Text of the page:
In McKrow v. Painter, 89 N. C., 437, the testator gave the property to his wife, “if she remains a widow; and if she marries, she is only to have a child’s part . . . and I authorize my wife at her death to divide this property among our children as *232sb© sees proper.” Tbe Court beld that under the act of 1784, uow Revisal, 3138, this language vested the absolute title in the wife of the testator, distinguishing Alexander v. Cunningham, 27 N. C., 430.

In Parks v. Robinson, 138 N. C., 269, it is held, citing 2 Un-derhill on Wills, sec. 686, that “A devise to a person for life only, with power of disposition, gives the devisee an estate for life with power to appoint in fee simple.”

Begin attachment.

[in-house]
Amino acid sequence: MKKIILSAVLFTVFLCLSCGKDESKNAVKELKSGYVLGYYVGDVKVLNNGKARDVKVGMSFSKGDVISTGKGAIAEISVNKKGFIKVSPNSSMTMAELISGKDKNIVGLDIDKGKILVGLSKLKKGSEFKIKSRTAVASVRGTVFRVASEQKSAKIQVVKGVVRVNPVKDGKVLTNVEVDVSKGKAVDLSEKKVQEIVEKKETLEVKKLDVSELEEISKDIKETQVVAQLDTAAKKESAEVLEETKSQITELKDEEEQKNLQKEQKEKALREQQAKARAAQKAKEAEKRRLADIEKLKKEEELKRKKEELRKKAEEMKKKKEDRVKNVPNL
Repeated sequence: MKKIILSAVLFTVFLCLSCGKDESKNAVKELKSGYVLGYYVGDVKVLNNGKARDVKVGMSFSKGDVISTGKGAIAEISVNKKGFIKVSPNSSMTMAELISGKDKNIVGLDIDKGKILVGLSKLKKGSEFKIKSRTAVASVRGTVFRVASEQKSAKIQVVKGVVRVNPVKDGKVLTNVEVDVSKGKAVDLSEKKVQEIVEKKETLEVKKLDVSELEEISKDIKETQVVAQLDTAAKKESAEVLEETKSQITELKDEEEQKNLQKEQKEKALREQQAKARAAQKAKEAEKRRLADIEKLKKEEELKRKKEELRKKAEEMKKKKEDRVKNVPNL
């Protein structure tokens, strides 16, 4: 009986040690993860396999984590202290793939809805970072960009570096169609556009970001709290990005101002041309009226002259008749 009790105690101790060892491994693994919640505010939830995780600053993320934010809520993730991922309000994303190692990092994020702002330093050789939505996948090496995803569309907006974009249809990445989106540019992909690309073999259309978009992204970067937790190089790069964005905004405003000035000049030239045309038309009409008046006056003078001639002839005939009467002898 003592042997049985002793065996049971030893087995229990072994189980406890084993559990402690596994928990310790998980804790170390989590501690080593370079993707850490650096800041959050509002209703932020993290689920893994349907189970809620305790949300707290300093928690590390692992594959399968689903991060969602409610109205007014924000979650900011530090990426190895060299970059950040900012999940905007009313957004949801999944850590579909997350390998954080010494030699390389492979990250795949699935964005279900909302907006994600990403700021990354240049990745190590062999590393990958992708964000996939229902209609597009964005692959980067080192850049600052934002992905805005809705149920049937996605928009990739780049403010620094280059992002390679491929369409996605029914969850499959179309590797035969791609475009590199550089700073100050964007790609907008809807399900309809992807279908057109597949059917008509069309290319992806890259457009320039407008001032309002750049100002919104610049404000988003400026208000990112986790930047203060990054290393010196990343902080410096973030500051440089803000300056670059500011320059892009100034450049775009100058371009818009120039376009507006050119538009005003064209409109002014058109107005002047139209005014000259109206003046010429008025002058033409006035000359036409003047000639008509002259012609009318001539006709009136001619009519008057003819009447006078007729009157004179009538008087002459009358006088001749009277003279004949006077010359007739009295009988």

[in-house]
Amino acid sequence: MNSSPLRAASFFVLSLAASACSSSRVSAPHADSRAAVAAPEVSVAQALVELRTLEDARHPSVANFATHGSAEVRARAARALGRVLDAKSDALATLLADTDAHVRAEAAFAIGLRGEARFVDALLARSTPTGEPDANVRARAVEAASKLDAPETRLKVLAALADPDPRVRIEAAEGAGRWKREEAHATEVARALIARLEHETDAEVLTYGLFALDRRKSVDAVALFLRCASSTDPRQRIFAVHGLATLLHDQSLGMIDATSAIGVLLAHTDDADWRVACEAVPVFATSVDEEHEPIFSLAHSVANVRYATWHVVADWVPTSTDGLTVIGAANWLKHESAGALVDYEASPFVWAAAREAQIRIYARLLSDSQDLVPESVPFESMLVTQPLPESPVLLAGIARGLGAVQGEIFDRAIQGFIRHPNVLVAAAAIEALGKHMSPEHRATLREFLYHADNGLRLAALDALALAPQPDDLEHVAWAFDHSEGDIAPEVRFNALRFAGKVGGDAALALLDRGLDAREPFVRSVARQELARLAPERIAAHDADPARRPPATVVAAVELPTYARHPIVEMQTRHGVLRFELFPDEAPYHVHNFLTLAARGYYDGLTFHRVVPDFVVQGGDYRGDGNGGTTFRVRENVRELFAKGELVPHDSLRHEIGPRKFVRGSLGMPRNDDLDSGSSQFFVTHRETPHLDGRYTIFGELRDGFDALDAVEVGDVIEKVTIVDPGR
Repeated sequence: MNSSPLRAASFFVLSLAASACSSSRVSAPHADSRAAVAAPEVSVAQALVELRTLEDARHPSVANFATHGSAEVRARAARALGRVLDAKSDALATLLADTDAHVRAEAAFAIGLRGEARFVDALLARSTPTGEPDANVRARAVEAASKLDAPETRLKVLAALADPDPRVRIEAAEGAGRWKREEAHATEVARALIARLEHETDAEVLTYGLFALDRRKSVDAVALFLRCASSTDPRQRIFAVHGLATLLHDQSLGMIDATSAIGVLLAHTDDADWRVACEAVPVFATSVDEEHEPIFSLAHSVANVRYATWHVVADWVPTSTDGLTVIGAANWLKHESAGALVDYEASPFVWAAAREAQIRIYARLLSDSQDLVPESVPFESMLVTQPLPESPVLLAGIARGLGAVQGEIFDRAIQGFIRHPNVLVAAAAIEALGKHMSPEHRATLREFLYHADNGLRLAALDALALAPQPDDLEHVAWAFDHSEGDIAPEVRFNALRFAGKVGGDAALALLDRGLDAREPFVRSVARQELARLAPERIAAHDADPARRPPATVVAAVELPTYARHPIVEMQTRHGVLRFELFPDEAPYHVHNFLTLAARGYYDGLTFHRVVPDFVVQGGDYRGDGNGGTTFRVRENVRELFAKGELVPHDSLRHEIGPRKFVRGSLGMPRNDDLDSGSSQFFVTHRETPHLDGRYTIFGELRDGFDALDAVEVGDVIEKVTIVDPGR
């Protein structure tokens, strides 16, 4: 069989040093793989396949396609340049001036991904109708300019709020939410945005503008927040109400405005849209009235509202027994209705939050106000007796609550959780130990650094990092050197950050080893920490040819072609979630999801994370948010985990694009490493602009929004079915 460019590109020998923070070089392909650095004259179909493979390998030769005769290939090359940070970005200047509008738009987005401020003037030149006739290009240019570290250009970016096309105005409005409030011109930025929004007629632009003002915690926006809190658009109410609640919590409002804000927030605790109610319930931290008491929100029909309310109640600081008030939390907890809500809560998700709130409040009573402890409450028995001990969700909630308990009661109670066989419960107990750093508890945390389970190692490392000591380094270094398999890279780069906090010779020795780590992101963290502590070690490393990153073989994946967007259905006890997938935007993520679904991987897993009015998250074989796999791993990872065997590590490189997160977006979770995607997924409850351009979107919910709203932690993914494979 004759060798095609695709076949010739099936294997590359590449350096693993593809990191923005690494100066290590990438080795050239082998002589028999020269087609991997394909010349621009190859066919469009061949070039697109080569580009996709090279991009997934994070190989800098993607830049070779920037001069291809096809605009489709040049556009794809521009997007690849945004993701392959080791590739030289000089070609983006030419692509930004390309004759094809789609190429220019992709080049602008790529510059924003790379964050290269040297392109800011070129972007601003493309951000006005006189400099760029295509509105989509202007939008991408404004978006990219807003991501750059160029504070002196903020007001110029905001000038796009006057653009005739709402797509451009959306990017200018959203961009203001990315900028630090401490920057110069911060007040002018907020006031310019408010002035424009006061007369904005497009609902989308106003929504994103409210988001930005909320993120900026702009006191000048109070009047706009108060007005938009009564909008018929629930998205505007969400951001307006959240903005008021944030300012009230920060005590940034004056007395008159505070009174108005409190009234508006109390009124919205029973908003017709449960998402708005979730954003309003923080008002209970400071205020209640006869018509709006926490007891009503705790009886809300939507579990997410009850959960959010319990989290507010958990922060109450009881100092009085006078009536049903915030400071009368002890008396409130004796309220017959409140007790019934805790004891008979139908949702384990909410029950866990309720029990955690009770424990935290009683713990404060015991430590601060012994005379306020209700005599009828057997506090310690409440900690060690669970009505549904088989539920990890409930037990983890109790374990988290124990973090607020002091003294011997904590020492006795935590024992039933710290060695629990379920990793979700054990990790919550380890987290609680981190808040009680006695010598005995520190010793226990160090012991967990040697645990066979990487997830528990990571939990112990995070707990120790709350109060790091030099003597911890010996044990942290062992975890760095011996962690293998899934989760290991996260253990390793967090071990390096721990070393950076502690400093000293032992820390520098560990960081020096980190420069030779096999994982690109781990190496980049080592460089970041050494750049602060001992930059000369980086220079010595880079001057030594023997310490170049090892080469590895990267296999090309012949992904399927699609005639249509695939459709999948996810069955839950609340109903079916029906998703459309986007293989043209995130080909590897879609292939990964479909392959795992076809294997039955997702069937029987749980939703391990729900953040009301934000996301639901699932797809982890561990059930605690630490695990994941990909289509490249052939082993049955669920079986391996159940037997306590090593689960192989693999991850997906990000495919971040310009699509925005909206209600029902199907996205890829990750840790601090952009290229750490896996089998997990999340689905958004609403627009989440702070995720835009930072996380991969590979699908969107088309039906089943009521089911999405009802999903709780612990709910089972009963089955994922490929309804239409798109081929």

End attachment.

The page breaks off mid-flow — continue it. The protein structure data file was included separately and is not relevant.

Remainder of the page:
In Jackson v. Robins, 16 Johns. (N. Y.), 588, it is held to be settled law that “Where an estate is given to a person generally, or indefinitely, with power of disposition, it carries a fee, and the only exception to the rule is where the testator gives to the first taker an estate for life only by certain and express words ‘and annexes thereto a power of disposal; in that special and particular ease the devisee will not take the estate in fee.” This case is cited and approved in Bass v. Bass, 78 N. C., 374, where it was held that a devise to the testator’s wife of his property, “to be disposed of by will, or in any manner she may deem best,” did not impose a limitation upon the gift, and°that the words of appointment cannot be held to have such effect; and further, that where an estate is given to a person generally, with the power of disposal, it is in fee unless the testator gives to the first taker an estate for life only and annexes thereto a power to dispose of the reversion, citing 2 Jarman Wills, 171, note 2; Kent. Com., 349; Sugden on Powers, 96.